Billions of animals are killed every year to support demand for their parts. It might be hard for some to imagine, but ostrich skin boots, kangaroo skin soccer balls and chairs made from a stuffed elephant’s foot are just some of the items available for purchase. Tiger or seal penis soups, bear gall bladders and pangolin meat are another option if the consumer wants to eat a novelty item rather than decorate their home with one.
The practice of selling a variety of animals worldwide for slaughter or for the pet industry is a multi-BILLION dollar business and causes irreversible damage to habitats, wildlife populations and local cultures. Organizations like Wildlife Alliance educate local communities on the subject of animal trade in the hopes that doing so reduces demand for these products while also working with governments to provide an alternative means of income for families whose only form of sustenance is poaching.
Wildlife Alliance has a lot of history: Originally named Global Survival Network (GSN), the organization was created in 1994 by a group of conservationists who wanted to make a difference. Within the next 5 years, GSN partnered with the Barbara Delano Foundation to assist India’s Wildlife Conservation Society increase Olive Ridley turtle populations, established a conservation NGO in Russia to protect the Amur tiger and Amur leopard from poaching and merged with partners in 1999 to become the well known WildAid.
WildAid’s work conserving countless species and habitats throughout the world is impressive. Celebrities such as Jackie Chan have even helped educated the public about the repercussions of purchasing tiger or shark fin products. In 2006, the WildAid board decided to split the organization: “Wildlife Alliance with same U.S. non-profit registration and founding directors conducting field operations in Southeast Asia, Russia, and the Western Pacific, and a new separate organization with the name WildAid conducting Active Conservation Awareness, Shark Conservation, and Galapagos Islands programs.”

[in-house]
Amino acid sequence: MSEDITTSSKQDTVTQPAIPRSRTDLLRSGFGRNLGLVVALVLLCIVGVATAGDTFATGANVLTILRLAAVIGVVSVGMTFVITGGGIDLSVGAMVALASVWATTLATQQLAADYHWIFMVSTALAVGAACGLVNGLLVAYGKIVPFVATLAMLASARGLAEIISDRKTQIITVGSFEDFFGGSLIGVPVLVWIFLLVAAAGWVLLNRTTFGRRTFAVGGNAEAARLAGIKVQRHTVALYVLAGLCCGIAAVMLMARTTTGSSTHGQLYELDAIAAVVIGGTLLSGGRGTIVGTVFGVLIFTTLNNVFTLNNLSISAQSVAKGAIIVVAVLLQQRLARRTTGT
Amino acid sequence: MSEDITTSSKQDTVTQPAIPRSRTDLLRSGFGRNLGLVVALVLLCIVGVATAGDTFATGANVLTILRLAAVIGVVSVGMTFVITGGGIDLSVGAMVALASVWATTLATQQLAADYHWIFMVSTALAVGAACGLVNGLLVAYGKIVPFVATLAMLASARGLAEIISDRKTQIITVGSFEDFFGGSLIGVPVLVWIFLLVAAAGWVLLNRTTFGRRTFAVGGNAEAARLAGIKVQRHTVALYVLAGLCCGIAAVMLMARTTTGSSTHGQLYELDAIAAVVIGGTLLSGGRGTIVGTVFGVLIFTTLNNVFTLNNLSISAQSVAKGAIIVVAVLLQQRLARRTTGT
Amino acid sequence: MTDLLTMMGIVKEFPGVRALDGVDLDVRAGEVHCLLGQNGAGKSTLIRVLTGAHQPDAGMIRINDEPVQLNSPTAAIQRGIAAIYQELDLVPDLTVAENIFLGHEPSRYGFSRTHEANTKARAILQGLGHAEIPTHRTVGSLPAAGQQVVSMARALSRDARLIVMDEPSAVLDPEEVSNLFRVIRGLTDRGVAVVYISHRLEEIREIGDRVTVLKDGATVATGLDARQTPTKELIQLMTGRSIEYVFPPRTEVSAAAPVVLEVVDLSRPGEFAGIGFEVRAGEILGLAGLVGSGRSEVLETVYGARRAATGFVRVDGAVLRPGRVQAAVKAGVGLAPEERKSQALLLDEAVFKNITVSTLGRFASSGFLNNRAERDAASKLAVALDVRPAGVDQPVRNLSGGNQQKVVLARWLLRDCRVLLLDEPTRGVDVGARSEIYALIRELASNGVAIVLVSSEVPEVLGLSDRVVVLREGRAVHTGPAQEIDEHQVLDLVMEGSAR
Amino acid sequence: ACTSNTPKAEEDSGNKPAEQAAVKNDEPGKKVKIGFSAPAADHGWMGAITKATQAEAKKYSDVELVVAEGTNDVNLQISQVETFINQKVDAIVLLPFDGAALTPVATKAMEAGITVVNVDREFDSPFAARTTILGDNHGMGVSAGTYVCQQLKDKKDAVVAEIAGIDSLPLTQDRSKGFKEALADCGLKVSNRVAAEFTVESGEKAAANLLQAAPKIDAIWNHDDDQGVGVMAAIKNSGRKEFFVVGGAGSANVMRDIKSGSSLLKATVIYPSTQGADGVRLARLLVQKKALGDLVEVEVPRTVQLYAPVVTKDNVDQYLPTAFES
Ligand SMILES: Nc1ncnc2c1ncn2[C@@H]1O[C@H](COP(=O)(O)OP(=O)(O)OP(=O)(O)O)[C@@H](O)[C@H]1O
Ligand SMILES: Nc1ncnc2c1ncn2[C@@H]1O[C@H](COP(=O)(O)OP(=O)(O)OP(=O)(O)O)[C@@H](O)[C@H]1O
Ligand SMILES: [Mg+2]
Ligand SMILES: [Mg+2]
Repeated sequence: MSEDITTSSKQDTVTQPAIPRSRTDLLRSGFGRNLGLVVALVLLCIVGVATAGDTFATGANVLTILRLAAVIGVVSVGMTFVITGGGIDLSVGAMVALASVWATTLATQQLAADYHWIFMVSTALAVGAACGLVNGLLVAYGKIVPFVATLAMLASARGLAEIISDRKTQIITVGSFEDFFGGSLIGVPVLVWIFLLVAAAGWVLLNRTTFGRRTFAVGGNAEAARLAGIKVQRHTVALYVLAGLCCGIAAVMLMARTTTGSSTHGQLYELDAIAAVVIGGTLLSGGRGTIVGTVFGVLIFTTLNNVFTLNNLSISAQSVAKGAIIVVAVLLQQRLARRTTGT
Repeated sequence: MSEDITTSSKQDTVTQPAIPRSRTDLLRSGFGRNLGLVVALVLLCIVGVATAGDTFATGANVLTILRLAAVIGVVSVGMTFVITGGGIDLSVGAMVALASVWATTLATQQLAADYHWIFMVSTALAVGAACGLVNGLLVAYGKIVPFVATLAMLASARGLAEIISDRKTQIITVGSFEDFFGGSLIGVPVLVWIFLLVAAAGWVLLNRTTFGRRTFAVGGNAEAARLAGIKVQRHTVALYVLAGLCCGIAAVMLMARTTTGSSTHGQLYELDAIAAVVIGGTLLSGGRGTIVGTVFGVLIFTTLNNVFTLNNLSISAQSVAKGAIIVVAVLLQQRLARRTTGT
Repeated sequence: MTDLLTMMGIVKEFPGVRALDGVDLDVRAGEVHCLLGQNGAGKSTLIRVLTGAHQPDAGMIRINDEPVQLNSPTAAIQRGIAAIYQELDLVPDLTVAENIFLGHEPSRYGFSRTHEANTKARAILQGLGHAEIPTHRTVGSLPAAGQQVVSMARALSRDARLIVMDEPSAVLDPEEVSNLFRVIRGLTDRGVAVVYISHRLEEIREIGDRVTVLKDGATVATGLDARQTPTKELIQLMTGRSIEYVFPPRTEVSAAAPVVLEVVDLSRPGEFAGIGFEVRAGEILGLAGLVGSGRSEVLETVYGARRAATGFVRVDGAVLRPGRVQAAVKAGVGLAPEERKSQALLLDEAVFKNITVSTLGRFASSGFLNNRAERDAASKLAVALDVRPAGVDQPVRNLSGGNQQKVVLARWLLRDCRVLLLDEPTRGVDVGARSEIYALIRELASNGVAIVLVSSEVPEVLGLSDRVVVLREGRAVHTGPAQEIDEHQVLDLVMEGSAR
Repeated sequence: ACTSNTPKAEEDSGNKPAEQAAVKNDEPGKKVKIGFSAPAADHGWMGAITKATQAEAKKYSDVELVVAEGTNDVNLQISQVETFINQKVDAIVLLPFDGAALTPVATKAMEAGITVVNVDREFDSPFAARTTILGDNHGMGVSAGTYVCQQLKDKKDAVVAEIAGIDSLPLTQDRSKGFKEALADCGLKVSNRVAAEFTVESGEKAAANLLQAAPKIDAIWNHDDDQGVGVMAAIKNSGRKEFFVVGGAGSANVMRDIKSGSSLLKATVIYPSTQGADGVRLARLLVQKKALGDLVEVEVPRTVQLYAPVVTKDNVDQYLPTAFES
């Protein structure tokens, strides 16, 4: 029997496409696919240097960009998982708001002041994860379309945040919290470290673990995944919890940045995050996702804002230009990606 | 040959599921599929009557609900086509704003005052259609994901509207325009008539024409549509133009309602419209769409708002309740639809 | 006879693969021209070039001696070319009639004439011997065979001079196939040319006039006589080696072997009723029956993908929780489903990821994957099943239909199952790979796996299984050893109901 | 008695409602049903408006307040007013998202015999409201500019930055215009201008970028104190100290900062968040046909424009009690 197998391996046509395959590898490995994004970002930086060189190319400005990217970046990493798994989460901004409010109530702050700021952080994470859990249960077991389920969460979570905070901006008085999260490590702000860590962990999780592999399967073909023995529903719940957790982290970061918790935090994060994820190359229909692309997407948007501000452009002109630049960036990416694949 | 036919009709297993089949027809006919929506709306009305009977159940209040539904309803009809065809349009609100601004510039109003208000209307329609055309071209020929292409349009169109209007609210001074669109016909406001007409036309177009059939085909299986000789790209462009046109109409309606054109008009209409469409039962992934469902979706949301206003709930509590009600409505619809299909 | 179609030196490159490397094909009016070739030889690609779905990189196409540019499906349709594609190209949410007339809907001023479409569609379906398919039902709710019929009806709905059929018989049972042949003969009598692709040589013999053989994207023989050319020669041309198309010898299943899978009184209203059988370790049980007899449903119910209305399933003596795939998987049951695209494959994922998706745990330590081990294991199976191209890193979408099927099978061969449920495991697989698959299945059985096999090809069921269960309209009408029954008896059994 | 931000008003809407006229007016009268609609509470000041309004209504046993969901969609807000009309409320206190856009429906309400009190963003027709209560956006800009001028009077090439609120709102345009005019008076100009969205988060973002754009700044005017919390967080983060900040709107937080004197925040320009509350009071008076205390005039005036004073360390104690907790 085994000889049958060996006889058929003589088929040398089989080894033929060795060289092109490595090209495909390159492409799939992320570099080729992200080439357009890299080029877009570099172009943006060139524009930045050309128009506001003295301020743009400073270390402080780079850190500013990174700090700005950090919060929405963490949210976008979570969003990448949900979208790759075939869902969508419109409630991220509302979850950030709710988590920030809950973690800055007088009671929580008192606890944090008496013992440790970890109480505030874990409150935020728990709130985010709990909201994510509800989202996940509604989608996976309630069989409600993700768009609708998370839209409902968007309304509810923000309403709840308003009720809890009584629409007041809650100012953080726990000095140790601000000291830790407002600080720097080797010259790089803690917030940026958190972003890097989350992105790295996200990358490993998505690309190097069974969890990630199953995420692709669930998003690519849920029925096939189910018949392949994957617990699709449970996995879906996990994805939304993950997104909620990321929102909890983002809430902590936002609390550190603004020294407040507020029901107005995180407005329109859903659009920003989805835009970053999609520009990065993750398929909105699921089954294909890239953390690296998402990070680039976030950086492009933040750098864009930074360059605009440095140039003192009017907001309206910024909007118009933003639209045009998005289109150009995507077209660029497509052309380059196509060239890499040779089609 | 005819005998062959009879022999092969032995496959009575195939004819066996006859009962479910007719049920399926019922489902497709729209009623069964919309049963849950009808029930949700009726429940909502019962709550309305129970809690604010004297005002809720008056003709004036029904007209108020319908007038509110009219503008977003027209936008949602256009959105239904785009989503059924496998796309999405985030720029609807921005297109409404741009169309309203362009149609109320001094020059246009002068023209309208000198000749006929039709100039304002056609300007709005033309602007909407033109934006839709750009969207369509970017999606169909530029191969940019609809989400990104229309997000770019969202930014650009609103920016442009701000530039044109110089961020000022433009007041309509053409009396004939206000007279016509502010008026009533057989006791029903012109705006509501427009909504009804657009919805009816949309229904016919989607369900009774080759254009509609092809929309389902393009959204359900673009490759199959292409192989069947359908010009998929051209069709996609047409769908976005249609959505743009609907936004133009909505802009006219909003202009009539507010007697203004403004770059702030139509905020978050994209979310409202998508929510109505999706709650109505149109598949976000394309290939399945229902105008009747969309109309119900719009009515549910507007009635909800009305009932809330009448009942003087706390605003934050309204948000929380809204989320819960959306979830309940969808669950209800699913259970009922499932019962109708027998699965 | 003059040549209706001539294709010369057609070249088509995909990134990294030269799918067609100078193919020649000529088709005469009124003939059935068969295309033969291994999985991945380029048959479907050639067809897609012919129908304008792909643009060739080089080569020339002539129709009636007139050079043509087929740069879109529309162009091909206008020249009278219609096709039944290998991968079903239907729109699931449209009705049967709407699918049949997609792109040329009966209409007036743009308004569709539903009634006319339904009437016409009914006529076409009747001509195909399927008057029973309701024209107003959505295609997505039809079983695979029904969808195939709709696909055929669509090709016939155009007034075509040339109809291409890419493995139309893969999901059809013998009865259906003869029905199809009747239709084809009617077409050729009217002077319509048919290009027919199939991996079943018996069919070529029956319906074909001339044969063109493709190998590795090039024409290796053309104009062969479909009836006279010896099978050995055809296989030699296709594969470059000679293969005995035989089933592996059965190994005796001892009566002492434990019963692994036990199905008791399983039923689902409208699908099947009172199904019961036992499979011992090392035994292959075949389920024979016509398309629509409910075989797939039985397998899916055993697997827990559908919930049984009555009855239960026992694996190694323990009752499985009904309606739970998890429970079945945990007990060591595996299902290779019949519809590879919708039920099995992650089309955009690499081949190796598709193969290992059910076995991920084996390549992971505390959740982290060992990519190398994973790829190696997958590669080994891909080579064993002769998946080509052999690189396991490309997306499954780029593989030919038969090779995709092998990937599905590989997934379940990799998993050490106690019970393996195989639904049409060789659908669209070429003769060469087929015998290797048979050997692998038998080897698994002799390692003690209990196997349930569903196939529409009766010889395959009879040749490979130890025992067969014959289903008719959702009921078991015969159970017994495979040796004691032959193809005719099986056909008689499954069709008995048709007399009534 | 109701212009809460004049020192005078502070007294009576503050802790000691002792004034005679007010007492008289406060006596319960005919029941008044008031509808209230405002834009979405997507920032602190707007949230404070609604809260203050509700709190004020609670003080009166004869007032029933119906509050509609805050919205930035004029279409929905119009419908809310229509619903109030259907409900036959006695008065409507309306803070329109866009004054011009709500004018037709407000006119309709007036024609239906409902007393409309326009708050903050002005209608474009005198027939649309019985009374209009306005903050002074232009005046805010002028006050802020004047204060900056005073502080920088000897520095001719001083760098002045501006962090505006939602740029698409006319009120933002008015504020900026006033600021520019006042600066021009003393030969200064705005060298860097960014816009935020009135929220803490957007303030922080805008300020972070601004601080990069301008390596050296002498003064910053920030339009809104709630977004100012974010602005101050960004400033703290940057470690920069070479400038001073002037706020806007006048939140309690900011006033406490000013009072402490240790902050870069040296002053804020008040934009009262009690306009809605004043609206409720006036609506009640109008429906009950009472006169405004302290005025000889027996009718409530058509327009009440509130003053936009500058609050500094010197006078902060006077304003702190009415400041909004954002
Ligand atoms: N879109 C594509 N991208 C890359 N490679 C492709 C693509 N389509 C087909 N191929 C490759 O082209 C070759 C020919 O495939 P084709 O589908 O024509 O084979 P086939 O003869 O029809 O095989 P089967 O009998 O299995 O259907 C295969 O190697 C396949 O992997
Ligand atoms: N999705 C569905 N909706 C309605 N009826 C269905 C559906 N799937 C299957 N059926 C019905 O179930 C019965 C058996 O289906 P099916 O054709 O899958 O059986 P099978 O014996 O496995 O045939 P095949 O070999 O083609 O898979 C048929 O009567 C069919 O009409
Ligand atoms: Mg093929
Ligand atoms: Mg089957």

A look at the Wildlife Alliance Website shows the level of ambition presented by the organization’s members: Founding Director of Wildlife Alliance, Steve Galster, is obviously passionate about conserving wildlife. He put himself at risk when leading numerous investigations into the black market trade of endangered species throughout the world and has designed numerous programs to protect local species. Galster can proudly say that one program in particular, “Operation Amba”, helped the Siberian Tiger evade extinction.
Another star of Wildlife Alliance is Suwanna B. Gauntlett who founded Wildlife Alliance in 1997 along with Peter Knights, Steve Trent and Steve Galster. Her role is an impressive one: “She and her team advise and assist the Cambodian government in applying a front-line, comprehensive approach to wildlife protection. To date in Cambodia, Wildlife Alliance has saved over 18,000 animals from the hands of poachers and provides protection to over six national parks as well as the Southern Cardamom range in the southwest region of the country.” Gauntlett’s efforts are noteworthy and she has been honored with two gold medals from the Prime Minister of Cambodia for her work.
Wildlife Alliance has a unique approach of looking at the entire picture-not just animals and habitats. They strive to ensure that the local communities’ lives are improved while also ensuring the survival of the endangered animal species. It is a daunting task, but their website provides various solutions.
It is refreshing to hear the positive outlook of Wildlife Alliance and even better to learn about the organization’s successes proving that nothing is impossible.
Ecoworld’s 2006 article, ‘Saving Endangered Species’ explains the issues involved with illegal wildlife trade in further detail.